Friday, October 16, 2009

The Geezer Squeezer

Back in the Spring, we wrote about the announcement that Social Security would, for the first time in thirty-seven years, NOT have a COLA increase in the regular stipend delivered monthly to recipients. Coming on the heels of 5.8% increase the previous year, those who were aware were also quite shocked. The program (congressionally mandated) which had made an attempt to keep those payments at a pace equivalent to the rising prices in the economy was suddenly not going to happen.

With the economy in total disarray, the sensible oldsters were disappointed but not really surprised. The media for the most part managed to suppress any general reaction and as a consequence, public outrage over this slight was stifled. The objections to the decision were observed at many of the protest marches, Tea Parties, town halls, etc., but no singular objections were seen. Evidently, there were more hackles raised than were known because now the administration has proposed a one time payment to each participant of a flat $250 one time payment to compensate.

On average, that would amount to roughly a 1.8% increase paid in a lump sum. This is wrong-headed in a number of ways:

One of the villains lies in the miracle of compound interest. Using the lump sum method deprives the receiver of an increased base line for further COLA payments. This means that any further increases are percentages of a lower number than the legal entitlement. For example: With a $1000 monthly payment and an average of a future COLA of 2% over the succeeding 5 years would result in $271.00 less total payment in that interval than if it were included in the baseline. Ergo—a net loss of $21.00, which over years becomes exponentially greater each succeeding year. It seems a small amount but as it accrues it becomes huge.

The immediate outlay would be in the neighborhood of $20 billion dollars, not paid as a monthly increase, which then places an immediate demand on the treasury as an immediate advance. Currently there are so many demands against that money (the war, foreign debts, bailouts, ACORN maintenance etc.) the budget hardly needs to be exposed to unnecessary outlay.

It is unnecessary because of the nature of recipient thinking. I know my contemporaries and how they view these monthly increases in their checks. The proposed lump sum payment spread over the year would amount to what would seem a paltry amount to most working people--$21.00 a month. To the pensioner receiving $1000 a month, an extra $21.00, raising it to $1021 looks considerably more valuable. That device screams at them monthly that the government understands and is making a positive effort to bring an equivalent bonus to ameliorate rising prices. In the geezer mind, the $250 in one shot takes on the appearance of throwing a dog a bone. Same amount but an entirely different psychology. Fully understanding this concept requires that you live in the penury imposed by having Social Security as your only income.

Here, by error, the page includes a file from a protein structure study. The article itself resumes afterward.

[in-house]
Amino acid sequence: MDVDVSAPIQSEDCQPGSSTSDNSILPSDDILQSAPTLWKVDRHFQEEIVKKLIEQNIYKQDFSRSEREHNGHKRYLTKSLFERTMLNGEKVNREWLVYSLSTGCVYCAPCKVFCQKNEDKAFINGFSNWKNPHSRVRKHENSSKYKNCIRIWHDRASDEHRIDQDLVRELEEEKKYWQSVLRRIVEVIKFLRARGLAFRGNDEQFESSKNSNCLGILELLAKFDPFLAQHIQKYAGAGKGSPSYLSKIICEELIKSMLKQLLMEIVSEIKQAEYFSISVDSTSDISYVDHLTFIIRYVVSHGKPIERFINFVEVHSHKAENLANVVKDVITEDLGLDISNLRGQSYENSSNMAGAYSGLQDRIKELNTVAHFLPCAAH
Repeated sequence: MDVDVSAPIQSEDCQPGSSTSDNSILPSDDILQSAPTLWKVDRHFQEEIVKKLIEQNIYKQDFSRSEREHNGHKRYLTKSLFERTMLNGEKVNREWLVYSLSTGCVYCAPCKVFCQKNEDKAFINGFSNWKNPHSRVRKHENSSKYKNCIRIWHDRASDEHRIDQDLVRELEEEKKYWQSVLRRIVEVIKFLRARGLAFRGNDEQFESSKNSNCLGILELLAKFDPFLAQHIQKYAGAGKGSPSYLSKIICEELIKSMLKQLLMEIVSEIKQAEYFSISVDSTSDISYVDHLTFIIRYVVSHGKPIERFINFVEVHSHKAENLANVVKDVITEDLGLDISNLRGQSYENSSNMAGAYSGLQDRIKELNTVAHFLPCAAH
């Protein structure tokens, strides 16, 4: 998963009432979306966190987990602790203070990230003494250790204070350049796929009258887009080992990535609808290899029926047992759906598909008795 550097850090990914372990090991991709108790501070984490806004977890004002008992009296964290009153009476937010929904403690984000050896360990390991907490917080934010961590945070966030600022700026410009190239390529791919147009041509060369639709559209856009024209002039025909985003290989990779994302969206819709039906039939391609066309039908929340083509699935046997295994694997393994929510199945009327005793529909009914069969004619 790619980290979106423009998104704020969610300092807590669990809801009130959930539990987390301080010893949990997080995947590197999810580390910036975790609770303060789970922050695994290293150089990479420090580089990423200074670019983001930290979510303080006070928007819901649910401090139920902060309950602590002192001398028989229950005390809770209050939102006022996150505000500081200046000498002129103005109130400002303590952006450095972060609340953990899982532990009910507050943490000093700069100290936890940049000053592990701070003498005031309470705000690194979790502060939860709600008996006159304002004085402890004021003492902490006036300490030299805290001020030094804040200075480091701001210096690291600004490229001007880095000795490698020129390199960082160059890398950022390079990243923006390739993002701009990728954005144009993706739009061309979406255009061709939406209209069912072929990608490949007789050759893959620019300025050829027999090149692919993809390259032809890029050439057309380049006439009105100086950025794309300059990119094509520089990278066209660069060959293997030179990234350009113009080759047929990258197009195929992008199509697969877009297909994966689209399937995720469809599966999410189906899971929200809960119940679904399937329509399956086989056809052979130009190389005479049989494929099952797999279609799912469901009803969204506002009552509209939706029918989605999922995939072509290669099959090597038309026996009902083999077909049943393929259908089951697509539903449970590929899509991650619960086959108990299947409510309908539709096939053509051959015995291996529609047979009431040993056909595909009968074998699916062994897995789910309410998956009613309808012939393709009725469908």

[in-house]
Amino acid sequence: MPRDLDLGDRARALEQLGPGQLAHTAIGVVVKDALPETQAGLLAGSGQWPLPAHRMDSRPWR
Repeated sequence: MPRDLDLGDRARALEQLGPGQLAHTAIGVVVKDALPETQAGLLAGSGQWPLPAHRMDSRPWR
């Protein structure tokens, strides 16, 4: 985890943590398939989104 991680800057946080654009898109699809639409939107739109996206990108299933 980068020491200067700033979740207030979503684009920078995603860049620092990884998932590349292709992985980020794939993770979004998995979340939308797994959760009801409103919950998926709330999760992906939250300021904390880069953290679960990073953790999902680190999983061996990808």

Not least of the negative factors in the decision to send a lump sum payment is the inequity of sending identical amounts to all persons regardless of their entitlement. If your social security check is $2000 a month, you get $250. If your social security is $400 a month, you get $250. The government has decided to take your proportionate share and equalize it with those who have not contributed nearly as much over the years. Therefore you are then involuntarily sharing the fruits of your labor with others who made no equal contribution. It is yet another boon for those who do not produce at the levels of others. This is unfair if it is part of social security. If not tied to FICA then it is unfair to those who have not attained seniority. It is just one more scheme of redistribution of wealth. At our house, I get a lesser percentage and my wife gets a larger percentage. One might argue that she’s worth it.

By misunderstanding the mind set, needs, and emotional make-up of this huge demographic, our Democrat leadership is making a terrible mistake. I love it because seniors are also the most absolutely dependable group going to the polls. Why would they risk the most populous and reliable source of votes among all the citizens? Keep in mind that our largest populations of citizens are not old enough to vote and from 18 to 45, families, higher education and jobs occupy their thoughts, which elevates the importance of the aged at the polls.

Their own dependence on falsely thinking they know the “mind” of the people and their head long instincts to want to herd and not lead will bring about their eventual downfall. One can get by not going to see Granny or one’s aged Uncle every month or so but don’t mess with either check each month. What seems paltry has to be understood in the frame of reference that the recipient has. With a narcissist president and a congress barely less so, continued failure to understand the electorate is a disaster. The truly sweet justice is that the Democrat Party was largely responsible for Social Security in the first place. Thanks, FDR.

In His abiding love,

Cecil Moon

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